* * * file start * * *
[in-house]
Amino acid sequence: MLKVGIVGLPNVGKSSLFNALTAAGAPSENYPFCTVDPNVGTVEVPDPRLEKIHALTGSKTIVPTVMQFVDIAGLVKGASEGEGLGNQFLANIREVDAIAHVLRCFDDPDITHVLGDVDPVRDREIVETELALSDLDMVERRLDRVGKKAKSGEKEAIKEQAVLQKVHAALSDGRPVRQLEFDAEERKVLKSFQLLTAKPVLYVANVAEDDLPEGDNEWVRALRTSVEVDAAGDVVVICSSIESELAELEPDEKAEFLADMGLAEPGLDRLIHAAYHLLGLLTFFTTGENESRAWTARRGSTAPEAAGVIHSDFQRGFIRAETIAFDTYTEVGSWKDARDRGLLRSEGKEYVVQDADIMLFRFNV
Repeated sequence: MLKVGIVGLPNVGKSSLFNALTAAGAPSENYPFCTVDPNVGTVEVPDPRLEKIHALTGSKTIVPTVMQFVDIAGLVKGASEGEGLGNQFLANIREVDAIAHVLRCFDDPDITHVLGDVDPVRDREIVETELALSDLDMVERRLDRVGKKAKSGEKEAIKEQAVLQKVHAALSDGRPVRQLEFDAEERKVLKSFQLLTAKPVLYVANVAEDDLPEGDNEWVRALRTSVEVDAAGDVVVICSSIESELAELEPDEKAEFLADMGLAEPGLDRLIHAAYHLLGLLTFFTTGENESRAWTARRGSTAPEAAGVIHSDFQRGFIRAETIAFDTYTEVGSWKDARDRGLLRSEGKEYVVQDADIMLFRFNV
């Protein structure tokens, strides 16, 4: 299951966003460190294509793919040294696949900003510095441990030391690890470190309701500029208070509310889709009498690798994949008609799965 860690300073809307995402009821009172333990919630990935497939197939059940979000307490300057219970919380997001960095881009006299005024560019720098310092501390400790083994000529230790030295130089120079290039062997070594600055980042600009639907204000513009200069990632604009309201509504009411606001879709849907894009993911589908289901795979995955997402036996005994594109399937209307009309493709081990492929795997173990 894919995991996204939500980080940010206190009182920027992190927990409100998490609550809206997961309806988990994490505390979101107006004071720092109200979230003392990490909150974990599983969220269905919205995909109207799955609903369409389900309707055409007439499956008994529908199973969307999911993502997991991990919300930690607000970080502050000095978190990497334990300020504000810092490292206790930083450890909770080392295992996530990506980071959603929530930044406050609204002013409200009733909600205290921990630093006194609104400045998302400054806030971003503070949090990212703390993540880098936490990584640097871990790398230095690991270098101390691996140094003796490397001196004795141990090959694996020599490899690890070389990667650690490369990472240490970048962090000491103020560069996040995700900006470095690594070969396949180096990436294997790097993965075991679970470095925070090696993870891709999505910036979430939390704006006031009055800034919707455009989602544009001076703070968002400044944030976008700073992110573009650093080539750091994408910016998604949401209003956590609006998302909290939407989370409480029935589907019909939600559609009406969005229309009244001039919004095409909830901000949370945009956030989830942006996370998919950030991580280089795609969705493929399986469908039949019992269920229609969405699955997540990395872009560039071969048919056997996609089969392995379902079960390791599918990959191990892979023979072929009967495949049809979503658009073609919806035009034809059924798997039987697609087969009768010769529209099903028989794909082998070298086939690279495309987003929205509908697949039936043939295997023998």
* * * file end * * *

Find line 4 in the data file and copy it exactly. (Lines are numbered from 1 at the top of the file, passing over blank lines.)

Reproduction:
């Protein structure tokens, strides 16, 4: 299951966003460190294509793919040294696949900003510095441990030391690890470190309701500029208070509310889709009498690798994949008609799965 860690300073809307995402009821009172333990919630990935497939197939059940979000307490300057219970919380997001960095881009006299005024560019720098310092501390400790083994000529230790030295130089120079290039062997070594600055980042600009639907204000513009200069990632604009309201509504009411606001879709849907894009993911589908289901795979995955997402036996005994594109399937209307009309493709081990492929795997173990 894919995991996204939500980080940010206190009182920027992190927990409100998490609550809206997961309806988990994490505390979101107006004071720092109200979230003392990490909150974990599983969220269905919205995909109207799955609903369409389900309707055409007439499956008994529908199973969307999911993502997991991990919300930690607000970080502050000095978190990497334990300020504000810092490292206790930083450890909770080392295992996530990506980071959603929530930044406050609204002013409200009733909600205290921990630093006194609104400045998302400054806030971003503070949090990212703390993540880098936490990584640097871990790398230095690991270098101390691996140094003796490397001196004795141990090959694996020599490899690890070389990667650690490369990472240490970048962090000491103020560069996040995700900006470095690594070969396949180096990436294997790097993965075991679970470095925070090696993870891709999505910036979430939390704006006031009055800034919707455009989602544009001076703070968002400044944030976008700073992110573009650093080539750091994408910016998604949401209003956590609006998302909290939407989370409480029935589907019909939600559609009406969005229309009244001039919004095409909830901000949370945009956030989830942006996370998919950030991580280089795609969705493929399986469908039949019992269920229609969405699955997540990395872009560039071969048919056997996609089969392995379902079960390791599918990959191990892979023979072929009967495949049809979503658009073609919806035009034809059924798997039987697609087969009768010769529209099903028989794909082998070298086939690279495309987003929205509908697949039936043939295997023998």